Solomon Entertains a Queen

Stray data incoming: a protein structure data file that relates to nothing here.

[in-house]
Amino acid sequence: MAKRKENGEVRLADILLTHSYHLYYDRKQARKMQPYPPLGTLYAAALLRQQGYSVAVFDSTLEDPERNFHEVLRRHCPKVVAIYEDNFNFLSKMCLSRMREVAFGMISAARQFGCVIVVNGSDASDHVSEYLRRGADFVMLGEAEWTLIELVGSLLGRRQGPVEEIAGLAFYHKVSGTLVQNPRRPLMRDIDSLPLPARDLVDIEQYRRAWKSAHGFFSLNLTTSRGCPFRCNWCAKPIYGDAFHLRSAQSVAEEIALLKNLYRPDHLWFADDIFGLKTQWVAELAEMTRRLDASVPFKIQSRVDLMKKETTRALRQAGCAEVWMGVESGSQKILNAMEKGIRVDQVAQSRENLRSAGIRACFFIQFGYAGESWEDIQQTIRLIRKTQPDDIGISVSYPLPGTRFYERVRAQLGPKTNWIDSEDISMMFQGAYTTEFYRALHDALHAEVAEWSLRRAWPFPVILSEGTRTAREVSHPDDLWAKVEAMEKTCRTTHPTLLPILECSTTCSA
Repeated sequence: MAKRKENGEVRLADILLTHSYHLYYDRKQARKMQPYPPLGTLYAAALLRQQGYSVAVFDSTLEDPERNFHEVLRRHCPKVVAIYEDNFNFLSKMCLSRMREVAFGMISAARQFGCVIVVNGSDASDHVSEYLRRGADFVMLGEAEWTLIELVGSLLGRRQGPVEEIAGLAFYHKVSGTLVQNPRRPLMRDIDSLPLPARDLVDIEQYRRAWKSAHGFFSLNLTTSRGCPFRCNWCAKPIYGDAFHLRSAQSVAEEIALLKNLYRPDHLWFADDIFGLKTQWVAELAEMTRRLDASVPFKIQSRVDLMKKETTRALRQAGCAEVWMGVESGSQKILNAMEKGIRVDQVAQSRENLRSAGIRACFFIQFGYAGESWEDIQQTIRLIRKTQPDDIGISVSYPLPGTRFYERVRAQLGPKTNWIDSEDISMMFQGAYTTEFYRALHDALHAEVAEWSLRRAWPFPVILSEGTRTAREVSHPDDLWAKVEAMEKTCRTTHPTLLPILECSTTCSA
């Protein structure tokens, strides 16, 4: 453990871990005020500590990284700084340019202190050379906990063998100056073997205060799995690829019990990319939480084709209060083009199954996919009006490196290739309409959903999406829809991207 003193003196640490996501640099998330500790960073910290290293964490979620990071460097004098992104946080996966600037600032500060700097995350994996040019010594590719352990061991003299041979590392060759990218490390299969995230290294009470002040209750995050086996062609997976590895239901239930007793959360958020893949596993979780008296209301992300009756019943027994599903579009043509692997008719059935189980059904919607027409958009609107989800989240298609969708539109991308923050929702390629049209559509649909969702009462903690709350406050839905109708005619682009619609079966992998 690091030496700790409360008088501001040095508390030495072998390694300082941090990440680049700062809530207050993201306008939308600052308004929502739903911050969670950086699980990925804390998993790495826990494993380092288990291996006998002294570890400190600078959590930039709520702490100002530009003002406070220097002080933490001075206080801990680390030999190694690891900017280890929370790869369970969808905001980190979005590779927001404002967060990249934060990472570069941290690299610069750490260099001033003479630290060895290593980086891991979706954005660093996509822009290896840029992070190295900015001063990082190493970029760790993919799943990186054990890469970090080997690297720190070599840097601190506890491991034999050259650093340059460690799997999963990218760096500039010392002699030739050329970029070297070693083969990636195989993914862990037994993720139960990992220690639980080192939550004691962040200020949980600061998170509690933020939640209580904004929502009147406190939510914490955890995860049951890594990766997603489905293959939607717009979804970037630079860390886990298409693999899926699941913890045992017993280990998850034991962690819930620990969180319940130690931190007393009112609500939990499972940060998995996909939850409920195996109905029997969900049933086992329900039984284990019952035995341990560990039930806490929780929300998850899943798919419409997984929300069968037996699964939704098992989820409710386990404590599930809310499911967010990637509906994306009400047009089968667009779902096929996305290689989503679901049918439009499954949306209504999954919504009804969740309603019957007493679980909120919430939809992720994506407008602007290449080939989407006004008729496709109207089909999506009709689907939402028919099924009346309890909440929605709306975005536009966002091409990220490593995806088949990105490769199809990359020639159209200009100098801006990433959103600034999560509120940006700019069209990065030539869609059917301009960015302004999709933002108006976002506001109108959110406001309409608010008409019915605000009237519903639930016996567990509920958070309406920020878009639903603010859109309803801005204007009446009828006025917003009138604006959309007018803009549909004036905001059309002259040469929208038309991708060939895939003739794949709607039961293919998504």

1 When the queen of Sheba heard about Solomon, she came to challenge him with difficult questions. 2 She arrived in Jerusalem with a great display of pomp, bringing with her camels carrying spices, a very large quantity of gold, and precious gems. She visited Solomon and discussed with him everything that was on her mind. 3 Solomon answered all her questions; there was no question too complex for the king. 4 When the queen of Sheba saw for herself Solomon’s extensive wisdom, the palace he had built, 5 the food in his banquet hall, his servants and attendants, their robes, his cup-bearers, and his burnt offerings which he presented in the Lord’s temple, she was amazed. 6 She said to the king, “The report I heard in my own country about your wise sayings and insight was true! 7 I did not believe these things until I came and saw them with my own eyes. Indeed, I didn’t hear even half the story! Your wisdom and wealth surpass what was reported to me. 8 Your attendants, who stand before you at all times and hear your wise sayings, are truly happy! 9 May the Lord your God be praised because he favored you by placing you on the throne of Israel! Because of the Lord’s eternal love for Israel, he made you king so you could make just and right decisions.” 10 She gave the king 120 talents of gold, a very large quantity of spices, and precious gems. The quantity of spices the queen of Sheba gave King Solomon has never been matched. 11 (Hiram’s fleet, which carried gold from Ophir, also brought from Ophir a very large quantity of fine timber and precious gems. 12 With the timber the king made supports for the Lord’s temple and for the royal palace and stringed instruments for the musicians. No one has seen so much of this fine timber to this very day.) 13 King Solomon gave the queen of Sheba everything she requested, besides what he had freely offered her. Then she left and returned to her homeland with her attendants.